Philobiblon: The usual story - a woman's work is ignored

Saturday, March 11, 2006

The usual story - a woman's work is ignored

I was working yesterday from Halkett and Laing, A Dictionary of Anonymous and Pseudonomous Publications in the English Language, Third ed, Longman, 1980, in search of a 16th-century author I know as S.P. (And thanks to my commenter Clanger: I reckon I might know who he is, although more work is needed.)

But I was taken by the story of how this foundational book came into being. (In the preface by John Horden.)

The foundation of the work was done by Samuel Halkett, Keeper of the Library of the Faculty of Advocates, Edinburgh, then continued (I'm simplifying) after his death by John Laing. A prospectus had been issued by a publisher and subscribers sought in 1871, but a statement by Miss Catherine Laing, John's daughter explained why the first volume (of four) was not issued until 1882 and the last in 1888:

"At the time of my father's death, eight years ago, there came into my hands an enormous mass of materials, comprising, in addition to his own collections, those of Mr Halkett and Mr HB Wheatley. No attempt had been made to arrange those materials ... In the process of reducing the slips to some rough alphabetical order, I discovered that a large number consisted of merely a word or two of the title, with a reference to one or more authorities. Consequently, those titles had to be complete, references verified, and not infrequently, in the case of duplicate slips drawn from different sources, rival claims of authorship examined."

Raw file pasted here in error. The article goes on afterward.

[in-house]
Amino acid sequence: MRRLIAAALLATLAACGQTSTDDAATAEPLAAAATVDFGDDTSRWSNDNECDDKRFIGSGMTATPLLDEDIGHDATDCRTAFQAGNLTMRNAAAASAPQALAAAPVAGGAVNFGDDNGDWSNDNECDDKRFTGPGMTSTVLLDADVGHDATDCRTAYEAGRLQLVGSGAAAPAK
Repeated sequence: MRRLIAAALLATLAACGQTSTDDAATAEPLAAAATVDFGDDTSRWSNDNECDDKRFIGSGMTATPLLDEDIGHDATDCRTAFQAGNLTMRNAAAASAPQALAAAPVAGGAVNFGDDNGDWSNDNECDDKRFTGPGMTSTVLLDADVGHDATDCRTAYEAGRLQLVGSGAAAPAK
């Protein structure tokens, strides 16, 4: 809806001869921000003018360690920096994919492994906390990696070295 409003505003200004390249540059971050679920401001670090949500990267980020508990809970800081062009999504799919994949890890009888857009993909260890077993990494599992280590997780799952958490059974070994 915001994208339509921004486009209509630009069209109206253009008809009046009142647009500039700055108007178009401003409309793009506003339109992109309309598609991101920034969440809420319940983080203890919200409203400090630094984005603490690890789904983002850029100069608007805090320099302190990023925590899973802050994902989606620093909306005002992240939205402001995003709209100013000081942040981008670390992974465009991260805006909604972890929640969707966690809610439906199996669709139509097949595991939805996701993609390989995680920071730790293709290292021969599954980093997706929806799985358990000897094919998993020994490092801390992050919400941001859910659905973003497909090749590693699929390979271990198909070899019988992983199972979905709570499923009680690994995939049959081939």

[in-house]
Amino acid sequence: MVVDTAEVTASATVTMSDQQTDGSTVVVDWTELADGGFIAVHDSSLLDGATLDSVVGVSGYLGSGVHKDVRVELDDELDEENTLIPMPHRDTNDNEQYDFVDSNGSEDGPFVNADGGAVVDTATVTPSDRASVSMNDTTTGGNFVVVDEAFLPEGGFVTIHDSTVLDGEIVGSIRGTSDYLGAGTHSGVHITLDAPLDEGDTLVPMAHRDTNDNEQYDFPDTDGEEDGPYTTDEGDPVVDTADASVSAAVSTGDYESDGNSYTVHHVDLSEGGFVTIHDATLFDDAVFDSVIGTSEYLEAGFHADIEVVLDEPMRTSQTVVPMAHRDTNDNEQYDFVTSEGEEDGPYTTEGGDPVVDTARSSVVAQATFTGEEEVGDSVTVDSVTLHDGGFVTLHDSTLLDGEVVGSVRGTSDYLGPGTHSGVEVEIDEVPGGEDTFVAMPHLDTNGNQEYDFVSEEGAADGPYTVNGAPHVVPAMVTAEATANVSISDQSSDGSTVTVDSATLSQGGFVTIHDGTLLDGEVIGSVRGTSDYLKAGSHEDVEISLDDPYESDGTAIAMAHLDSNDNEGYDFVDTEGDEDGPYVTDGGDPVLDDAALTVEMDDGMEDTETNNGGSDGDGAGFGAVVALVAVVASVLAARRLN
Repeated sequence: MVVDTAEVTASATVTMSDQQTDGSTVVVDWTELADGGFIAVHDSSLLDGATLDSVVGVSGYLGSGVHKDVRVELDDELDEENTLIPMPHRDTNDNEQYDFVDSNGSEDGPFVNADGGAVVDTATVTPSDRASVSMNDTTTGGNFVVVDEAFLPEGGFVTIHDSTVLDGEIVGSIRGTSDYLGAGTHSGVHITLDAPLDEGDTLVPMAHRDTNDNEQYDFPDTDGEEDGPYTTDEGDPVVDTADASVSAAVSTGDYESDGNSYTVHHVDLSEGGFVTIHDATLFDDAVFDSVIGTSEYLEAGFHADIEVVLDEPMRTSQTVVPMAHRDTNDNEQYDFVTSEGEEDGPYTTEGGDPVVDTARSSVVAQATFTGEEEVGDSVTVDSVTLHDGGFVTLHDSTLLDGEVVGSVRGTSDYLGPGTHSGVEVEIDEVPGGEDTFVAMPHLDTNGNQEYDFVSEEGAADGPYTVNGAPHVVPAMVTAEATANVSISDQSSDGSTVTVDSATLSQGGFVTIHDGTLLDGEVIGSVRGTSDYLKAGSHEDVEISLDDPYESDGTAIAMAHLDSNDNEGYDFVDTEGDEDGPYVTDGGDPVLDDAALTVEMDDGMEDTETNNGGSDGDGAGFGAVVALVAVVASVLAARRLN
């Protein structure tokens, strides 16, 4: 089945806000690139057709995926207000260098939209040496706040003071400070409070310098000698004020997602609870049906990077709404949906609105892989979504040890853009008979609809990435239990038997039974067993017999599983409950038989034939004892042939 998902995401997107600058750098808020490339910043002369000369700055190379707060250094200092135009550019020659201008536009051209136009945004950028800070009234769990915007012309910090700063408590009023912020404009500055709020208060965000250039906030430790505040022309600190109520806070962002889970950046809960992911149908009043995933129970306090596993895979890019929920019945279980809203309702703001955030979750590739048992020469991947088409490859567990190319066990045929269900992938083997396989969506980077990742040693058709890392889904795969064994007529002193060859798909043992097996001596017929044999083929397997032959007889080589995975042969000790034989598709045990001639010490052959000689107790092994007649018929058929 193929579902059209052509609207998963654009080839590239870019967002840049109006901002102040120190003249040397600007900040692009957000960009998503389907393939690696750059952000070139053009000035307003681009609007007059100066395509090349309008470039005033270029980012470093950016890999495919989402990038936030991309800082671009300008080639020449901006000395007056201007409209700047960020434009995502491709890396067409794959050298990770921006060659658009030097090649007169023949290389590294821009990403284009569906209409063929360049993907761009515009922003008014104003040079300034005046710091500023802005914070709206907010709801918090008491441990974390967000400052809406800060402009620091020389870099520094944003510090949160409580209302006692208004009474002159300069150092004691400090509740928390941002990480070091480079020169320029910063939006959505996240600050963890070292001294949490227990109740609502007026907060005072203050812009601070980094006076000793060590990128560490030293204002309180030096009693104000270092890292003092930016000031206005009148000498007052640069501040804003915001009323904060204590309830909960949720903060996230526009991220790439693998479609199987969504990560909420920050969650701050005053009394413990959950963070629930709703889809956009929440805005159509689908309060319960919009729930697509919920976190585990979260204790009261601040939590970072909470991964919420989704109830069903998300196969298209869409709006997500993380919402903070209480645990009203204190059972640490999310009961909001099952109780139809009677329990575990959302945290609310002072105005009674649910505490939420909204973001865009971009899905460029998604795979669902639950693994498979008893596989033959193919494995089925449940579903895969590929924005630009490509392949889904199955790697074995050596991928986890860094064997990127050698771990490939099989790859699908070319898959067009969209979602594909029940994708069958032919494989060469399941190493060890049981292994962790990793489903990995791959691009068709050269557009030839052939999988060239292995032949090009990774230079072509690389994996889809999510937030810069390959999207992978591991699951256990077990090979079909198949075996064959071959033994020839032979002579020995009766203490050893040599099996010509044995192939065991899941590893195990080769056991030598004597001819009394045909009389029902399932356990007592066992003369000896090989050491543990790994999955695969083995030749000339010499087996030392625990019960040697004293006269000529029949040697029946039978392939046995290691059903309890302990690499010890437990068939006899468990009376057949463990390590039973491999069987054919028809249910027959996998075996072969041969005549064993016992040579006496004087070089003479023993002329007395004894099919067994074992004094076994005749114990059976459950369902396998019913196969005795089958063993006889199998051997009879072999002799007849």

Horden says, (p. xi): "From this and the rest of her remarks ... it is not difficult to come to the conclusion that strict justice would have required the inclusion of Catherine Laing's name on the title-page."

Why does this not surprise me?


Anonymous Anonymous said...

Just a quick response to your interesting blog on Miss Laing.

Why did her name not appear on the title page? In the British upper class culture of the 19th century, it was considered appropriate, even admirable, for a woman to devote her life to the publication of her father's papers.

During her life this activity allowed Miss Laing to sidestep insipid social obligations and dwell in the realm intellectual thought and action, if only surreptitiously.

Victorian justice required the exclusion of Miss Laing's name on the title-page. Such an appearance would have undermined the credibility and respectability of her father's lifetime of literary collection. Her own efforts would have merely been discounted.

A woman's work, once ignored, is now a work to be explored.

We need herstory to help advance our own.

3/11/2006 09:13:00 pm  
Blogger Natalie Bennett said...

Indeed, that's why I fling out into the tender mercies of Google et al as many such "herstories" as I can manage. (And I do find many more than I can find the time to put out ...)

It is important today for women to know that a full involvement in scholarly and public life is not at all lacking in historical precedents, just that such models seem to fade from history far too fast.

3/12/2006 12:38:00 am  

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